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15/02/2019

What can be done to ensure England's planning system is fit for purpose?

Words:
Spanner

We need a 'radical re-think' of the standard method for calculating housing need – and more besides, if we're to create a fit-for-purpose planning system, argues Matthew Good

The recently-published National Audit Office (NAO) report highlights some well-known deficiencies in the current planning system which have led to delays in delivering much needed homes. What can be done to ensure the system is fit for purpose to deliver the government’s 300,000 new homes target by the mid-2020s? 

Appropriate funding and resource is needed. Whilst planning permissions have increased, 56 per cent of authorities do not have an up-to-date local plan. Given the system is ‘plan-led’ this is unacceptable. It provides little certainty and promotes speculative development.

Between 2006-2016 resources for local planning teams declined by 15 per cent. It is therefore unsurprising that local authorities are struggling. But increasing resource cannot be about asking developers to pay yet more, albeit they may be willing for a better service. It is about authorities working together and pooling resources, particularly on issues such as local plans and infrastructure provision. Fees and funding also need ‘ring-fencing’ to planning rather than being used to bolster other equally cash-strapped and worthy council services. 

"There needs to be a radical re-think of the standard method for calculating housing need which has created some bizarre results"

There needs to be a radical re-think of the standard method for calculating housing need which has created some bizarre results. Ironically, from a practitioner's perspective it was introduced at the time the old system was beginning to settle down. The new method is inconsistent with the 300,000-target, delivering only around 213,000 new homes. To achieve the additional 87,000 homes would require authorities to place politics to one side and deliver far more than their minimum requirement.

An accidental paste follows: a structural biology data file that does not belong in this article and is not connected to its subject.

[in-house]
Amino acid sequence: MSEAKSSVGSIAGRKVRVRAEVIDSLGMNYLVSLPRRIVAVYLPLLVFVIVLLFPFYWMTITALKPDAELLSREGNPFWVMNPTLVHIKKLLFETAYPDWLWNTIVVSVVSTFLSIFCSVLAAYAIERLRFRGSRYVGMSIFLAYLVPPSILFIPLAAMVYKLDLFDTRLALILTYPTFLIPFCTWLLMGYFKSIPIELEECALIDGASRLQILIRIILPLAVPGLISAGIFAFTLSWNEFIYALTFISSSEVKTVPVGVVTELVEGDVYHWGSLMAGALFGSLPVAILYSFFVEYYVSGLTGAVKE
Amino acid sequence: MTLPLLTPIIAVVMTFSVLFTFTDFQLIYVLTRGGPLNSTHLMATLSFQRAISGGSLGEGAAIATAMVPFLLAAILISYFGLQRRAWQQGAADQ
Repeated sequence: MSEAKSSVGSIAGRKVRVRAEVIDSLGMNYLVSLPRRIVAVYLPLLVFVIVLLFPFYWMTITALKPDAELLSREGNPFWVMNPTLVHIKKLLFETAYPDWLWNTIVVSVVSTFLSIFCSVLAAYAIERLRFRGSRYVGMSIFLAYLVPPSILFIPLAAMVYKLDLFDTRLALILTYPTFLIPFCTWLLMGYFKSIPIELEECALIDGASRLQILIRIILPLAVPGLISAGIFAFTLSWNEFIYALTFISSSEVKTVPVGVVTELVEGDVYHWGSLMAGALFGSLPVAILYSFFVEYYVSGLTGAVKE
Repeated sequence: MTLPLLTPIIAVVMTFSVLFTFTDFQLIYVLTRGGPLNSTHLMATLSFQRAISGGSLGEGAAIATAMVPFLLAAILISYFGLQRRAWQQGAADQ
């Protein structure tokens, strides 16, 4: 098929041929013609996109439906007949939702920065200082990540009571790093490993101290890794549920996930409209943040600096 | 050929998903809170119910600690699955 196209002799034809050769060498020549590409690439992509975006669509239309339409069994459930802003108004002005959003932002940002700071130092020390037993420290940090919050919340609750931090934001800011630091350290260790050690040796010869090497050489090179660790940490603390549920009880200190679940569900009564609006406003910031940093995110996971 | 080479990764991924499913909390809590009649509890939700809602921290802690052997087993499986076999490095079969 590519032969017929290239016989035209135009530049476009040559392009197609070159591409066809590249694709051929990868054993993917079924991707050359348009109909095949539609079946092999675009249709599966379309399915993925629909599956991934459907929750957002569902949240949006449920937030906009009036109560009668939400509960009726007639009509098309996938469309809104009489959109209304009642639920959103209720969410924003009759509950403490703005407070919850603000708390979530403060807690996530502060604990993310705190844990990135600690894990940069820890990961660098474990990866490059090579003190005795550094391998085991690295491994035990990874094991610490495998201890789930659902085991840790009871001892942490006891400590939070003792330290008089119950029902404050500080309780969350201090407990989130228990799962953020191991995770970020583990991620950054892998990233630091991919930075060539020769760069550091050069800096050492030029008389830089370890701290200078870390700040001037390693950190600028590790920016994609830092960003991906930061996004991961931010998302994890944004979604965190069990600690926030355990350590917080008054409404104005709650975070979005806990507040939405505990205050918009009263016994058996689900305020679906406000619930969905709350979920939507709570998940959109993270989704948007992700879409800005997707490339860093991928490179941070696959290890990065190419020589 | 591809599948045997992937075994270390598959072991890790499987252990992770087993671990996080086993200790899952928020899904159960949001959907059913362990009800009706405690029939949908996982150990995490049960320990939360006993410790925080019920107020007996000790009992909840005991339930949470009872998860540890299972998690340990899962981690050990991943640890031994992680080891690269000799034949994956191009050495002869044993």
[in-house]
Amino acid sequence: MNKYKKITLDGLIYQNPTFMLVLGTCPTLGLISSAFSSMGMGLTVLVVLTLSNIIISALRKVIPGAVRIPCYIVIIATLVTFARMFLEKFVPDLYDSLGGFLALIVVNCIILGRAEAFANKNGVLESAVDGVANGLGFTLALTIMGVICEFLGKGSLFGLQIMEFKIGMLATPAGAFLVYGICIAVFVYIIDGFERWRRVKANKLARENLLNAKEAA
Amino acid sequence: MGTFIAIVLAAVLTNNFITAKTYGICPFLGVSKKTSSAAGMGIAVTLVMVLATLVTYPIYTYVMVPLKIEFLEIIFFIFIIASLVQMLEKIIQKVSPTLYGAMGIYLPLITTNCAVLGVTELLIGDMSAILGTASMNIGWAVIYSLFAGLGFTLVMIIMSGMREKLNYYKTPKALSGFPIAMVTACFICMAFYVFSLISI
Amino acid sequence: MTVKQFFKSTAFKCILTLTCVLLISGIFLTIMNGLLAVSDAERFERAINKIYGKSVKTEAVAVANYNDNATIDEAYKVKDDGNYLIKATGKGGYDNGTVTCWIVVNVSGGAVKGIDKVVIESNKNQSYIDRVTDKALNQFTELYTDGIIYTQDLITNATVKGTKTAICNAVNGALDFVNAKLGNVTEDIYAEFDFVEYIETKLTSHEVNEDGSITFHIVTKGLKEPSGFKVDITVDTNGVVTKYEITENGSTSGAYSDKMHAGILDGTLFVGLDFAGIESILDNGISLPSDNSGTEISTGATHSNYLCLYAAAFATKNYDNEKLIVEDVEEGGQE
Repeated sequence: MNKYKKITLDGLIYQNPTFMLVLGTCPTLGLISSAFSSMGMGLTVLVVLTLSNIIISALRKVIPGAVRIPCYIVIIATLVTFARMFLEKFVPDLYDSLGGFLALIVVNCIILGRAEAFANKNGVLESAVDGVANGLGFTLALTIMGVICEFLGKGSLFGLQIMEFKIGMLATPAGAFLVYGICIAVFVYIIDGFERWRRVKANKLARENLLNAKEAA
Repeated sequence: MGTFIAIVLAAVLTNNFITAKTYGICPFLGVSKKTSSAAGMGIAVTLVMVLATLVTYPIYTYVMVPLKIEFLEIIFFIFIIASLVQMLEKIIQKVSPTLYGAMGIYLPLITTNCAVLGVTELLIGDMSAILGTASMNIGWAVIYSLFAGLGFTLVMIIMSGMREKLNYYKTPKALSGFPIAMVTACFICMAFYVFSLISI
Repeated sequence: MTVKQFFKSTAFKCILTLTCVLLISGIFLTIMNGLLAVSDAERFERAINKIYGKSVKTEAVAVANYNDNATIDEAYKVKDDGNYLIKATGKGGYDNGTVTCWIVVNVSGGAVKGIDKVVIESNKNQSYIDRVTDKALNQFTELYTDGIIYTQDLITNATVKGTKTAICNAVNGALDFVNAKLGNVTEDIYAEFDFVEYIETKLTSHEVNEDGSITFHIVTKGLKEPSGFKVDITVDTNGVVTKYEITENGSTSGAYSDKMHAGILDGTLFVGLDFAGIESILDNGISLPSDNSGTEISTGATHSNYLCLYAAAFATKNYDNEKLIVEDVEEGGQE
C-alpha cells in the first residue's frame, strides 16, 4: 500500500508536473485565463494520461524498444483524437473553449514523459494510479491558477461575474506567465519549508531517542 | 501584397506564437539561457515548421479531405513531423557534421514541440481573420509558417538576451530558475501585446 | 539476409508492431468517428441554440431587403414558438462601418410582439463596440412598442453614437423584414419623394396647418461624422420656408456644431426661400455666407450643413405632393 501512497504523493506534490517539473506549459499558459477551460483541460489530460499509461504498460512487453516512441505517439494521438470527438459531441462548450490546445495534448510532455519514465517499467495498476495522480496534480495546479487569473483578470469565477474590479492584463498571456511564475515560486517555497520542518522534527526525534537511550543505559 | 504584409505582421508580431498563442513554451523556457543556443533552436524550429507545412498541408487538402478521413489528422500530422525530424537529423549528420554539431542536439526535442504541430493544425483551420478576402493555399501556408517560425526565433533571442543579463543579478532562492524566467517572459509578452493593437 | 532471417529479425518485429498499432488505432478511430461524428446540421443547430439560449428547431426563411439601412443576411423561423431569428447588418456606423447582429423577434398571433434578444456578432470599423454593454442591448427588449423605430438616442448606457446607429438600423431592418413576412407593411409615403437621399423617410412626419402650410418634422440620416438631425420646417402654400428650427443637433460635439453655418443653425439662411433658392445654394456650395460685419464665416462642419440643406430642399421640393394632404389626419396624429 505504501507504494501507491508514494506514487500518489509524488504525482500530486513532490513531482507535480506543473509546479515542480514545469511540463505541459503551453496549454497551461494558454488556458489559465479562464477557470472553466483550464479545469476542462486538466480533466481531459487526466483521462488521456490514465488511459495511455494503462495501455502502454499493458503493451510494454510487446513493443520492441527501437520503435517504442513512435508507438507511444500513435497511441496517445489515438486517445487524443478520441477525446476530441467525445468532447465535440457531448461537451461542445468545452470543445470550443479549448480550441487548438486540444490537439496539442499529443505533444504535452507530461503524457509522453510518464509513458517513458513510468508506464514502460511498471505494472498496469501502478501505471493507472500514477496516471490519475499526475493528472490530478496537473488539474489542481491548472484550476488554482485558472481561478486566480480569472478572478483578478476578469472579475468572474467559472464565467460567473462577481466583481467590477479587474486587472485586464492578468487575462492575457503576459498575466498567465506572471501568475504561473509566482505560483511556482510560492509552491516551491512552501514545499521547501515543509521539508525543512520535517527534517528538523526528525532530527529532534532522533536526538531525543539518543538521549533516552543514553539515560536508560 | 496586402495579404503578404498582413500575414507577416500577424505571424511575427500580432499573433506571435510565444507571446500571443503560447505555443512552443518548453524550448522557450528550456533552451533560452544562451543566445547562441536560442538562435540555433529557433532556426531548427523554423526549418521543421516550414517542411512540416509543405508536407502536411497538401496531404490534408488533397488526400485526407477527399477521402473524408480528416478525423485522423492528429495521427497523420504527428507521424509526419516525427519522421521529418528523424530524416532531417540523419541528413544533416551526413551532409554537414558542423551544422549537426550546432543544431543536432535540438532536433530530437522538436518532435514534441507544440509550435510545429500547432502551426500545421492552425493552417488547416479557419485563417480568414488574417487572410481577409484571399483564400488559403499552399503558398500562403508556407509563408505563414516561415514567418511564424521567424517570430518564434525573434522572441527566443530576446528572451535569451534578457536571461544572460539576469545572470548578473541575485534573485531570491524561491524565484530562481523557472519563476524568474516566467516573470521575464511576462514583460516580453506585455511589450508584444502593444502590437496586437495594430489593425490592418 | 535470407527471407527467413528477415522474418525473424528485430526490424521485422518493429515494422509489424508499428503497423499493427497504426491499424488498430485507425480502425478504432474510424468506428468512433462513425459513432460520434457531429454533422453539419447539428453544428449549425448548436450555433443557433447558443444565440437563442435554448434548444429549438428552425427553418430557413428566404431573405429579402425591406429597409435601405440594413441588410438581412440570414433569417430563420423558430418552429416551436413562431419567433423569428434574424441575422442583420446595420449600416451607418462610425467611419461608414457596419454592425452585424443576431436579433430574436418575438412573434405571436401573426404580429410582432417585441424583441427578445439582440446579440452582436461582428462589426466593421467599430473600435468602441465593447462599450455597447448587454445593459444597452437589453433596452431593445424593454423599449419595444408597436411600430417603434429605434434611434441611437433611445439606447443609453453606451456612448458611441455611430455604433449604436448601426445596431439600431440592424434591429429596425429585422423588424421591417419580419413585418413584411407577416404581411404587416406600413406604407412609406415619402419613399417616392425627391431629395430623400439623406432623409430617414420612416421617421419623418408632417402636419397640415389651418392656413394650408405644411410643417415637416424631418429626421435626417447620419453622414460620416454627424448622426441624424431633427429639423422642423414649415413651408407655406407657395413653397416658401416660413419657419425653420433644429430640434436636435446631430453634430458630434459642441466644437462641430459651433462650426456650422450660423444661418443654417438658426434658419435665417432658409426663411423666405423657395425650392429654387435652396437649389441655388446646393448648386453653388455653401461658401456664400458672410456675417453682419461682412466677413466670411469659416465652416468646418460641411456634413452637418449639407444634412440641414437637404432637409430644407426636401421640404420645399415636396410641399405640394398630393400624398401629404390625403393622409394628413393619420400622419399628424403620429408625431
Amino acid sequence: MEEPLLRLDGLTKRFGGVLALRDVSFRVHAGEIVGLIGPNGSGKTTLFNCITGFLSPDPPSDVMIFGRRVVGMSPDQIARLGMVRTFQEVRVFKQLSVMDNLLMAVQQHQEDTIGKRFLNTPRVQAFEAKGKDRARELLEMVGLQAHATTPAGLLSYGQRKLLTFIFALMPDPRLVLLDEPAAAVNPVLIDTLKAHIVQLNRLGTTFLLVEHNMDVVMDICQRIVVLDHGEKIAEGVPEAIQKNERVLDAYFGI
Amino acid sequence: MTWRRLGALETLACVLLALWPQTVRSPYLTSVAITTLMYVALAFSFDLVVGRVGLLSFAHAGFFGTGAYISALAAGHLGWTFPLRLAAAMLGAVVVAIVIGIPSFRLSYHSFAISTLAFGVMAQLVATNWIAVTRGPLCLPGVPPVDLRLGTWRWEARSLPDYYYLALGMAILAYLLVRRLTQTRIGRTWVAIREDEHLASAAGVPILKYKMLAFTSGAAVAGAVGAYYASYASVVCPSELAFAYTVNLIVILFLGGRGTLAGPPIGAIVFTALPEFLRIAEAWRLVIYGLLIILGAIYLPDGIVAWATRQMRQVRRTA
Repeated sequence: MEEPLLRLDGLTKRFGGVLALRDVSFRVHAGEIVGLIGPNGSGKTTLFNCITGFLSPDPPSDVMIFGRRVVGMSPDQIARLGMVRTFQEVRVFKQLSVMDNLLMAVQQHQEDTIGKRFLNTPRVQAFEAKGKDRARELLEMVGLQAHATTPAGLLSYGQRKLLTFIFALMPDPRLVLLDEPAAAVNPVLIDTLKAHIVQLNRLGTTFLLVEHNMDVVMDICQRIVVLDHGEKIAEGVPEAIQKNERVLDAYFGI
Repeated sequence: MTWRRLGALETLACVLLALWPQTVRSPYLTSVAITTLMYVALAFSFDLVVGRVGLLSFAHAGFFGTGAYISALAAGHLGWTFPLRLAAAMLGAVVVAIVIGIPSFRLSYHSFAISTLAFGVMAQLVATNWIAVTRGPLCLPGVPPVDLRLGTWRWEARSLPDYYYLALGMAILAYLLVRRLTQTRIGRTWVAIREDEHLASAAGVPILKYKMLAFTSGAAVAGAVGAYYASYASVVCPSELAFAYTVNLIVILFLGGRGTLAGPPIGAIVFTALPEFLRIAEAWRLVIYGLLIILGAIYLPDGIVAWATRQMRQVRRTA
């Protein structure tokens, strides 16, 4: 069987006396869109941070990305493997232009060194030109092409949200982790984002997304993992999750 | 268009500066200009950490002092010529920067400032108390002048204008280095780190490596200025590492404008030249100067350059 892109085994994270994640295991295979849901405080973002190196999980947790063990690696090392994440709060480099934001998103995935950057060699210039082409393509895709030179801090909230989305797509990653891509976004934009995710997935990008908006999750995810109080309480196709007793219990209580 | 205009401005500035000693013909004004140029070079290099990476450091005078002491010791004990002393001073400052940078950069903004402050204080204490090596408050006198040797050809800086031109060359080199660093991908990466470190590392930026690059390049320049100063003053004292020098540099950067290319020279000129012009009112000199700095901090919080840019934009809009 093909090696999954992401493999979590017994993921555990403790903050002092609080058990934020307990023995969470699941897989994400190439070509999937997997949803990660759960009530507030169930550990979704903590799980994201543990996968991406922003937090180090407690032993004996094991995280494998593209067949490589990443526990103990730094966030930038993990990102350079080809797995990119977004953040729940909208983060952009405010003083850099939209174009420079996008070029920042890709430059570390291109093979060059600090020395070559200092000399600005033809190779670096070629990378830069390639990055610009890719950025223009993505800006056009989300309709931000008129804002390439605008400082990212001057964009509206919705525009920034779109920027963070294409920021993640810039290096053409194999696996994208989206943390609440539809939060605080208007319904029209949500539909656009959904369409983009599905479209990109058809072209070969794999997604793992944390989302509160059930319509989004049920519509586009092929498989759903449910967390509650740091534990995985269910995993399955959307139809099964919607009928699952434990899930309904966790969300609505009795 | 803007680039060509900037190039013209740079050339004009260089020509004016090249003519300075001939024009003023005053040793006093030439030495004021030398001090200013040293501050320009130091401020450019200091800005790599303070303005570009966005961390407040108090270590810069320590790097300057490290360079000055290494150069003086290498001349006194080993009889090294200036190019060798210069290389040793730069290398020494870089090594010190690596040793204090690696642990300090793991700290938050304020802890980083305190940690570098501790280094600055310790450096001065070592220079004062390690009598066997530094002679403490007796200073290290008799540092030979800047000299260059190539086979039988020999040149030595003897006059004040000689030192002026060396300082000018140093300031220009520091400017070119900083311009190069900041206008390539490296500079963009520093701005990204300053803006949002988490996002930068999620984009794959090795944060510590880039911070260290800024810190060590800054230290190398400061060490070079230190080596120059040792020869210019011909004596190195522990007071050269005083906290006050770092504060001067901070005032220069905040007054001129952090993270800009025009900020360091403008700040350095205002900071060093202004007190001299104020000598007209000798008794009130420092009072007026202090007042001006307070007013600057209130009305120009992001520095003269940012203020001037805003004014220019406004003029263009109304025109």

Failings with the standard method were inevitable given it is focused upon just two criteria: household projections and affordability. The household projections are not an assessment of need but a projection of past trends. Given the track record, a reliance upon past trends was unlikely to be the answer.

Likewise, the affordability element, whilst an indicator of demand, is distorted by regional price differences and has no regard to other factors such as affordable housing need or concealed households. In considering changes the government should initially ensure its method aligns with its target. Other indicators, including population growth, economic potential and affordable housing need, should also be considered.

"Constant change brings uncertainty and the raft of recent changes to the system, many well intentioned, need time to settle"

Finally, stability is required. The introduction of the ‘old NPPF’ had a dramatic effect upon housing supply with permitted dwellings showing year-on-year increases. This did not happen overnight. Constant change brings uncertainty and the raft of recent changes to the system, many well intentioned, need time to settle. Further changes, such as those to the standard method, should only be made where there are clear failings. This will give the industry time to catch its breath and focus resources appropriately.

Matthew Good is director, planning, at WYG

Photo | iStock

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